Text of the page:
In a recent email sent out to all active Scentsy representatives, they were asked to support a proposed amendment to the Federal Trade Commissions Act that was introduced earlier this year. Scentsy aims to direct their representatives to the Direct Selling Association where they can show their advocacy for the campaign. However, we found the contents of this email rather vague and decided to dissect it a little further.
The email sent out by the Scentsy News Team states “In July, a bill was introduced in the House of Representatives that would raise the bar on all direct-selling companies while cracking down on those that take advantage of the direct selling business model. This bill would help consumers avoid illegal scams such as pyramid schemes and help guide legitimate direct selling companies on acceptable, ethical business practices.”
This all sounds great so far, who could be against that?
They go on to show (a small portion) of the proposed amendment in the email. H.R. 3409 would “amend the Federal Trade Commission Act to prohibit pyramid promotional schemes and to ensure that compensation is not based upon recruitment of participants into a plan or operation, but on sales to individuals who use and consume the products or services sold, and for other purposes.”
The FTC has been coming down on direct-sales companies over the last few years and at first glance, this proposed amendment seems to align with their goals to protect the sales consultants. Scentsy claims to support this document as it appears it will ensure compensation is not based on recruiting a downline, but instead for producing sales to end consumers.
The actual context found within this proposal raised some eyebrows as we dug deeper. H.R. 3409 indicates that not only would the end consumer need to be an actual customer, but that any company that has a reasonable buyback program could not fall under the category of an illegal pyramid scheme. Ok if you’re following this, all seems good so far.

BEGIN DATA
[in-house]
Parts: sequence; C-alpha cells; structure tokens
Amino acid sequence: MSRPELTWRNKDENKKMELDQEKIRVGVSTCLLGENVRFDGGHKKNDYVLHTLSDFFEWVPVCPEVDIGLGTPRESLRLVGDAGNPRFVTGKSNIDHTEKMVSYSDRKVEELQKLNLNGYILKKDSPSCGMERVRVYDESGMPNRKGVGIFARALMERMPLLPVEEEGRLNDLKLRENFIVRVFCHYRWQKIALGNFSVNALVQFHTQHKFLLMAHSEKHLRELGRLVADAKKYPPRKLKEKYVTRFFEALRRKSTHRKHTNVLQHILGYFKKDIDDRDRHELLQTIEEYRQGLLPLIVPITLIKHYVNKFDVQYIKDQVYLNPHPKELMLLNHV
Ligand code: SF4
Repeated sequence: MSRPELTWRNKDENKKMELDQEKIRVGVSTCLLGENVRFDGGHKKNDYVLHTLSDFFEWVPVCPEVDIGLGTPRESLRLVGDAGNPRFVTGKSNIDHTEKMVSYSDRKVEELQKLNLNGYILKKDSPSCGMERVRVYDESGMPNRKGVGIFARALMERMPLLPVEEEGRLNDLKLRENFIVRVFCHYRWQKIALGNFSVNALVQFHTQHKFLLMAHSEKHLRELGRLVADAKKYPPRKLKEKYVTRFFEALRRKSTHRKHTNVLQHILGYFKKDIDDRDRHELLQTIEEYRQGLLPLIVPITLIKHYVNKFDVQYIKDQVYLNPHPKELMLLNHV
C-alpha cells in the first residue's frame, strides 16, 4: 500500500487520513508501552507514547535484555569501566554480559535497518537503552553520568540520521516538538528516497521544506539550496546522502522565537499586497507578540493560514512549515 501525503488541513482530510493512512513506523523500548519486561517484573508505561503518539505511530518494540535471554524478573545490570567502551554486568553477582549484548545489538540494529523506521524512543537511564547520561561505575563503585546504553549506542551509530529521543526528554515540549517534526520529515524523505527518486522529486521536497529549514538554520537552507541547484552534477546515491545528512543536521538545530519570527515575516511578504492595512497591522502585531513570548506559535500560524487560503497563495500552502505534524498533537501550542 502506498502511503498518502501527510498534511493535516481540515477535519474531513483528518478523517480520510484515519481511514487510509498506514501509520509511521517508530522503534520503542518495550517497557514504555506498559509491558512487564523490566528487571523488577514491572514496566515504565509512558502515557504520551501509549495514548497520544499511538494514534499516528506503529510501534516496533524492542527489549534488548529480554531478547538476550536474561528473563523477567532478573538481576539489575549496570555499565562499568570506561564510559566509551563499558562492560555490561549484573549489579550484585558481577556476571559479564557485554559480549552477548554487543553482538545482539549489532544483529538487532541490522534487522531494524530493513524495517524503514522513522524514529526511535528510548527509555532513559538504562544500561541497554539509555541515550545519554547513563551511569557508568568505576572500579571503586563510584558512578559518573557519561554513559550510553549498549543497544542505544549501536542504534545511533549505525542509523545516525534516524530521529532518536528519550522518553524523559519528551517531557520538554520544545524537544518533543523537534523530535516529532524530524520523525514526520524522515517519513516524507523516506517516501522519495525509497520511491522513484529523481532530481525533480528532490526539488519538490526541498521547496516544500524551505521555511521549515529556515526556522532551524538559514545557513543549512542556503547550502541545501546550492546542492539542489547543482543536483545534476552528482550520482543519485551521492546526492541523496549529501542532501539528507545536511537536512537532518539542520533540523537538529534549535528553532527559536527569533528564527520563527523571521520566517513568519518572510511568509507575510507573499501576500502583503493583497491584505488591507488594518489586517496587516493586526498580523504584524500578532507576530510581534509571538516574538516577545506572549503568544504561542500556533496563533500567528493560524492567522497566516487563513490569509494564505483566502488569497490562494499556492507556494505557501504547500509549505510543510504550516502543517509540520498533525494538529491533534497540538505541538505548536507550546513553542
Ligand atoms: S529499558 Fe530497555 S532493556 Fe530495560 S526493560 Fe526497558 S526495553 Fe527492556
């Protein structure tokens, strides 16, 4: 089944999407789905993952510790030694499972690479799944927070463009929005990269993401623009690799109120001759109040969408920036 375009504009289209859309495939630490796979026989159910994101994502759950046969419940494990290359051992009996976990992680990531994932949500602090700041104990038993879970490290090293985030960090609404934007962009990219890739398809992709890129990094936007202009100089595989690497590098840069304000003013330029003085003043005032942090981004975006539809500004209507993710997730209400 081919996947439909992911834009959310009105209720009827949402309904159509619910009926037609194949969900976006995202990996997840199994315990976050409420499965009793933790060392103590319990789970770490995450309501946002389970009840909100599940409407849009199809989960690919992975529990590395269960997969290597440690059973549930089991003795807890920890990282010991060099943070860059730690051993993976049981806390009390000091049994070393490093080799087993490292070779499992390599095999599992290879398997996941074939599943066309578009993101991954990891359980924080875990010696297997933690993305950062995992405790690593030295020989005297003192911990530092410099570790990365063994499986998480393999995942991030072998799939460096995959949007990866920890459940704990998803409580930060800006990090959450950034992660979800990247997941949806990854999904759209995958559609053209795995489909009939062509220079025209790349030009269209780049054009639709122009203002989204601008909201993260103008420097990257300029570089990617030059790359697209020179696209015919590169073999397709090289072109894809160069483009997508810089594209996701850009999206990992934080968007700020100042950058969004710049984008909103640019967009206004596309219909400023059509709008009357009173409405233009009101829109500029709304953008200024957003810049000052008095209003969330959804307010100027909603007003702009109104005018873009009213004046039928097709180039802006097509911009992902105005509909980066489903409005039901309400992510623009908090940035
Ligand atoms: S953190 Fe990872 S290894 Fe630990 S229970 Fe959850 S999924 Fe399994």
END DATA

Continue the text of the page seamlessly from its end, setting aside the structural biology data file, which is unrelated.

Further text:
Here’s where the things seemed to take a deceptive twist. The bill can be interpreted to excuse any company that requires an inventory purchase, or as they call it ‘inventory loading’, from any unfair business practice charges if they offer a reasonable buyback program and sell to an ‘ultimate user.’
Within the amendment, there are no further elaborations on definitions they use. Terms such as ‘inventory loading’ have always been subject to interpretation; definitely a red flag. Without any limitations set in place on what an unreasonable amount of inventory to require a consultant to purchase is, or without any definition of what a reasonable timeframe to sell is, we have a little too much wiggle room for comfort. Isn’t that how companies have got away with it in the first place?
Furthermore, the verbiage of an ‘ultimate user’ states “…an individual who consumes or uses the product or service, whether or not the individual is a participant in the plan or operation.” So, representatives who purchased those expensive starter packs could theoretically be held accountable for all that product because there are no ‘guidelines’. This doesn’t seem right.
One Scentsy rep had this to say regarding the email. “At first glance, I thought this would be great for the industry. I think what the FTC was aiming for makes sense but the actual guidelines were so unclear I feel like companies can just make up their own rules, and Scentsy wants me to support that? I can tell you first I won’t be signing anything until I feel comfortable a company won’t be forcing products down my throat.”
Essentially, by only highlighting the parts that ‘sound good’, they are urging Scentsy consultants to push in favor of a proposal that will protect the company best. Consultants need to fight so these terms are clearly defined before any free passes are given to companies trying to empty your bank account. A little advice for Scentsy staff; make sure and include ALL the terms if you want your participants to support a change in the law.